For analysis of the absolute reliability in isolation to provide the same result as a complete examination of the residual hearsay gap, the jury must always give full weight to hearsay evidence. In that event, any unreliability contributes to the reliability gap. But, if the jury gives the hearsay anything less than full weight, including the possibility of giving too little weight, the unreliability of the evidence overstates the warrant for exclusion. It is impossible for the jury always to give hearsay full weight when conflicting hearsay is presented by opposing parties. Similarly, it seems unlikely that it would give hearsay full weight when conflicting nonhearsay evidence on the issue is present since this implicitly assumes that the jury gives full weight to the dubious hearsay evidence while giving no weight to the other evidence, which may be of greater reliability. This makes the full weight assumption implausible regardless of how able one thinks jurors are....








15. 66. A priori, one can predict only that error and value decline as the quantity of other evidence increases; these declining functions need not be linear, as portrayed in Figures 1 to 4. Thus, combinations of cases three and four in general are possible, wherein the proper ruling alternates between admitting and excluding the hearsay evidence as the amount and quality of other available evidence increases.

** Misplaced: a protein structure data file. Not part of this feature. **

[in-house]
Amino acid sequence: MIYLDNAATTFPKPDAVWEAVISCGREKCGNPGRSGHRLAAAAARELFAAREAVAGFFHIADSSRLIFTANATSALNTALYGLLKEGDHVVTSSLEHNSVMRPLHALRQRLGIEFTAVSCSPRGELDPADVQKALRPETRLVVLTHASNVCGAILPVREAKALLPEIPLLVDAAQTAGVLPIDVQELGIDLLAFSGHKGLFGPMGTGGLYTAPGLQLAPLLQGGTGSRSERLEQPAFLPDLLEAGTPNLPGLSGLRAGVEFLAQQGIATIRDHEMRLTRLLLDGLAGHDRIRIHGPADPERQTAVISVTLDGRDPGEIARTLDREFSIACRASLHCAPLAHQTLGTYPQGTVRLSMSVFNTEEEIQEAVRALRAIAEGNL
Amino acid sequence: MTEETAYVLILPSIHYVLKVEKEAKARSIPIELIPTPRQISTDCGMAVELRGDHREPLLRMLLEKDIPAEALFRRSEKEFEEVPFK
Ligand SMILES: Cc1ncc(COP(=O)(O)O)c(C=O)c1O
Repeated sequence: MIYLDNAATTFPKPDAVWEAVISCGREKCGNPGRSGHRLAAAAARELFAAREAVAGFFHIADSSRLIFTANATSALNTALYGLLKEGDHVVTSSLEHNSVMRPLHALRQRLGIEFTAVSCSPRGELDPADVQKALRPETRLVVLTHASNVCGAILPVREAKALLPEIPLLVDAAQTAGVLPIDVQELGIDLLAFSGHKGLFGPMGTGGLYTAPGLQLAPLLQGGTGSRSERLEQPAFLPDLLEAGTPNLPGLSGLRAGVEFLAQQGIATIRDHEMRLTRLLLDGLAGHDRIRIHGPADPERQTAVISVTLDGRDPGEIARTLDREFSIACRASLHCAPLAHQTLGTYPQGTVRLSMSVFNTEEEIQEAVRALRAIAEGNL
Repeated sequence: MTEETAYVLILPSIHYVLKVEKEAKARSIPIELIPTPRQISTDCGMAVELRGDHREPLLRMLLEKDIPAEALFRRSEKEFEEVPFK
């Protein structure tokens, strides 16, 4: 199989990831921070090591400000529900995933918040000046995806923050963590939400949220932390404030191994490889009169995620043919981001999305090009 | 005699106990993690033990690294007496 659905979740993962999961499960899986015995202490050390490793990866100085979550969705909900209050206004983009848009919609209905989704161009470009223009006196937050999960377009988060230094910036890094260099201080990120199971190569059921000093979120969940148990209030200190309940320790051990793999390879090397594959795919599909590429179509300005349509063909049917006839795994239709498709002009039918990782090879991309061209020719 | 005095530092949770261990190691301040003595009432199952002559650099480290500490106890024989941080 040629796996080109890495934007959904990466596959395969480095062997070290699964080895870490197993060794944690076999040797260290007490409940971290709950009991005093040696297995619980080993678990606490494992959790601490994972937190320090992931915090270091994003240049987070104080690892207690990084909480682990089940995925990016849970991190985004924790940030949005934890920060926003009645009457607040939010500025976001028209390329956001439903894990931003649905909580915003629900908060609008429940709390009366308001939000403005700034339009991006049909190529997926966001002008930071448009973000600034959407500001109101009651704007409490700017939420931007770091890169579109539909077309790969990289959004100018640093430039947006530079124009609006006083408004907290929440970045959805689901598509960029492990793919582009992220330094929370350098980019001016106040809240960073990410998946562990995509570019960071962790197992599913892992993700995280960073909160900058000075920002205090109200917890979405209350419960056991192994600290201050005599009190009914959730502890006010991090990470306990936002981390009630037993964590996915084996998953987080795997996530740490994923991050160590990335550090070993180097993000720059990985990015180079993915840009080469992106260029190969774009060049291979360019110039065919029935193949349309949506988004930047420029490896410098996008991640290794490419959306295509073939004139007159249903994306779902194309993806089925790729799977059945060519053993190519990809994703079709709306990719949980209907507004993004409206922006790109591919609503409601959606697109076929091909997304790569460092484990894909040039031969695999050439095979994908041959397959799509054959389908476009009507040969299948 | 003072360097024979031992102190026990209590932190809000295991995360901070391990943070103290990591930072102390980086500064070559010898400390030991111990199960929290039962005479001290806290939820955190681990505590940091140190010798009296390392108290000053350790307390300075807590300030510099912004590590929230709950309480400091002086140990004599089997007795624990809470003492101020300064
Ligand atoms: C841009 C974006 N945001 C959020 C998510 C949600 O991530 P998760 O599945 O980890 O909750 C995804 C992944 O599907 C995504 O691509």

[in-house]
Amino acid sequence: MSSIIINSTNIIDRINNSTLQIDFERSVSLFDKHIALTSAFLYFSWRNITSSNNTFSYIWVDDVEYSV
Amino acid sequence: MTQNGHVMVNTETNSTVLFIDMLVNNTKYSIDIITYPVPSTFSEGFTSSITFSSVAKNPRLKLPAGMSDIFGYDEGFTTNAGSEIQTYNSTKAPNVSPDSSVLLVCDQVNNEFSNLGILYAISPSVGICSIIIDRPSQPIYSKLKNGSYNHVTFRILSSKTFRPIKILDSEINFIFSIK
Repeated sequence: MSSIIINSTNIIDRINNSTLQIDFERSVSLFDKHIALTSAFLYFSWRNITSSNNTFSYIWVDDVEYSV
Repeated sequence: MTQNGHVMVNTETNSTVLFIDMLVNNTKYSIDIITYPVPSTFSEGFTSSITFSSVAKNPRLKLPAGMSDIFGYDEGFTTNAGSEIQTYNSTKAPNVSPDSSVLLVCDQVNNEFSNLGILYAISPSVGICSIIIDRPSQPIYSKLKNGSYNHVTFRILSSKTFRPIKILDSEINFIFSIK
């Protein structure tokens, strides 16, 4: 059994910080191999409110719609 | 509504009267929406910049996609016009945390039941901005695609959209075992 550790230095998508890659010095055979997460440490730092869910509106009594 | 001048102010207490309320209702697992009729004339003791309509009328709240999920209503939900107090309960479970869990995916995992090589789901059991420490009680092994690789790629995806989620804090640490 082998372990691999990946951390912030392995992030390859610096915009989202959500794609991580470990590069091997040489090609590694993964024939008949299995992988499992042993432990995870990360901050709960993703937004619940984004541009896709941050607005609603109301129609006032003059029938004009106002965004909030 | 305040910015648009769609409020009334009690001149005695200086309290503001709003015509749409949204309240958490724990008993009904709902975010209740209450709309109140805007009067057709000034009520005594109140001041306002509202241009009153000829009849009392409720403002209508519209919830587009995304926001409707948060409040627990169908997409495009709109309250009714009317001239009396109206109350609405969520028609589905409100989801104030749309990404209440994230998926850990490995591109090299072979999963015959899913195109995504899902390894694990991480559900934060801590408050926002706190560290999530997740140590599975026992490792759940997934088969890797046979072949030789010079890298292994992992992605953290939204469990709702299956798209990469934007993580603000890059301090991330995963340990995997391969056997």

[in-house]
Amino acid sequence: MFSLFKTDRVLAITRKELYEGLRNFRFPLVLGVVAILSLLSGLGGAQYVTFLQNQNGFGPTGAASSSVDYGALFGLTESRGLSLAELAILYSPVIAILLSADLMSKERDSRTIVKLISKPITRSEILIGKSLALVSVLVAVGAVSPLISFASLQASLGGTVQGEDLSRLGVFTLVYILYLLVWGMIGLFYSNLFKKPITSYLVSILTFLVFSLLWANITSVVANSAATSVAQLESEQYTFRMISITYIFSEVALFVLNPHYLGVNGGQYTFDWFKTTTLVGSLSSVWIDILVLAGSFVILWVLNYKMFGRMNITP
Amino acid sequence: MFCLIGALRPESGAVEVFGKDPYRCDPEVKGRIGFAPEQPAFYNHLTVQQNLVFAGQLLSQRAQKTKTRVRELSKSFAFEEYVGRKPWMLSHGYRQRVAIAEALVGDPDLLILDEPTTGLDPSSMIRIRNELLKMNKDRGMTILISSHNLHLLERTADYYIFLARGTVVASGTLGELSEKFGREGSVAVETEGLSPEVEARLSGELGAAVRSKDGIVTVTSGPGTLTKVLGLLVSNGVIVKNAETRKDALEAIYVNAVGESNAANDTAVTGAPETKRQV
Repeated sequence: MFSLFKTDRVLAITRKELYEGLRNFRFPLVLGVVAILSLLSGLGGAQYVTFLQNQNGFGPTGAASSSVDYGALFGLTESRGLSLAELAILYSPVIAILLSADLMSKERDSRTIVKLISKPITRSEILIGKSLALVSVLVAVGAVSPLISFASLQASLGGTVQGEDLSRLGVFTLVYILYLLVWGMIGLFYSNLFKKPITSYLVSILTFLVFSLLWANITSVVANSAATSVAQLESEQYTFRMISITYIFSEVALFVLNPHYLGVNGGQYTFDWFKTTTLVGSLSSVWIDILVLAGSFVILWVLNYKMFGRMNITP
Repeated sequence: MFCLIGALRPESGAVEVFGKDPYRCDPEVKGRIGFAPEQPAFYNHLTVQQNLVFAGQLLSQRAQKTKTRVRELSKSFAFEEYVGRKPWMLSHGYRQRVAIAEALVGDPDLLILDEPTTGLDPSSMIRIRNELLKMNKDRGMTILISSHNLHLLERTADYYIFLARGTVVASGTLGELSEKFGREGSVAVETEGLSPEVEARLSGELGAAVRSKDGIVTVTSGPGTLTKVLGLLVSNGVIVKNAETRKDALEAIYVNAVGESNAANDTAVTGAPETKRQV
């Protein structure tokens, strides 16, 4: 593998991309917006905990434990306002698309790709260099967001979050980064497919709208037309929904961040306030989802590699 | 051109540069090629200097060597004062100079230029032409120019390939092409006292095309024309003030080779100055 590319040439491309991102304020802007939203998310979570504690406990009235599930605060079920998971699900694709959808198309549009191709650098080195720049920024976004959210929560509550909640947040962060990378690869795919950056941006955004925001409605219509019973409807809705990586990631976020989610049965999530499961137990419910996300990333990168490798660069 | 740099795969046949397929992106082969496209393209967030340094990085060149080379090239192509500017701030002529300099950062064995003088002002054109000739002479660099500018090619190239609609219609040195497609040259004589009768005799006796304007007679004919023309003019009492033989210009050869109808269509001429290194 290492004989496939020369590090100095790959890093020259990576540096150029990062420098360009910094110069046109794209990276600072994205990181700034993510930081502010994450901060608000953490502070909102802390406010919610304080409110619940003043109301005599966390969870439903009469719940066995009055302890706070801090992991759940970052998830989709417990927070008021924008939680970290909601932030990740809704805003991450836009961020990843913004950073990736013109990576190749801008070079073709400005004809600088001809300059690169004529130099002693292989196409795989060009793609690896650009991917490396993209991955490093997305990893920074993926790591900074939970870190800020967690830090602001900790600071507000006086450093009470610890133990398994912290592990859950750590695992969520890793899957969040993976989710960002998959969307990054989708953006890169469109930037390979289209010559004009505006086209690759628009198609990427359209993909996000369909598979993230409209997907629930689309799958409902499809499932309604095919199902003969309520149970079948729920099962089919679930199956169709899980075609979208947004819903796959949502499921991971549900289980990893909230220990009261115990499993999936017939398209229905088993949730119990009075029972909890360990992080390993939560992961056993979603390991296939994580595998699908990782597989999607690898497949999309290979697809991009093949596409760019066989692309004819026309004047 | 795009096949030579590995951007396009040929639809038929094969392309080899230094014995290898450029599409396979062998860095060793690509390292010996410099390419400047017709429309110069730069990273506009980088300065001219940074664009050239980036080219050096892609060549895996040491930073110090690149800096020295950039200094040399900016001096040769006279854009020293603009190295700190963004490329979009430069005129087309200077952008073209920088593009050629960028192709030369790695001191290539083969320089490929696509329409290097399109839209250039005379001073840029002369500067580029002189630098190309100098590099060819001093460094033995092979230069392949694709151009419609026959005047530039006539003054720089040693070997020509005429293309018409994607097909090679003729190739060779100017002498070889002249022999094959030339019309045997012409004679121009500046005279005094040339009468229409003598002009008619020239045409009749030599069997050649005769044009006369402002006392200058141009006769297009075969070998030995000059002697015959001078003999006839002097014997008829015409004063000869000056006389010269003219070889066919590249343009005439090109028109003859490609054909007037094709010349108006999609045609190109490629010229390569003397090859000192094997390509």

16. 67. Chadbourn, Bentham and the Hearsay Rule--A Benthamic View of Rule 63(4)(c) of the Uniform Rules of Evidence, 75 Harv. L. Rev. 932, 947 (1962); cf. Advisory Comm. Note, Fed. R. Evid. 104(b) ("If preliminary questions of conditional relevancy were determined solely by the judge, as provided in subdivision (a), the functioning of the jury as trier of fact would be greatly restricted and in some cases virtually destroyed.'').

One condition argued to be necessary to rationalize the exclusion of evidence because it is hearsay was that the reliability gap would not exceed value had the evidence been in-court testimony. But acceptance of the legitimacy of the reliability gap/value balancing test formulation in fact suggests that any evidence that could not be effectively tested before the jury should be excluded.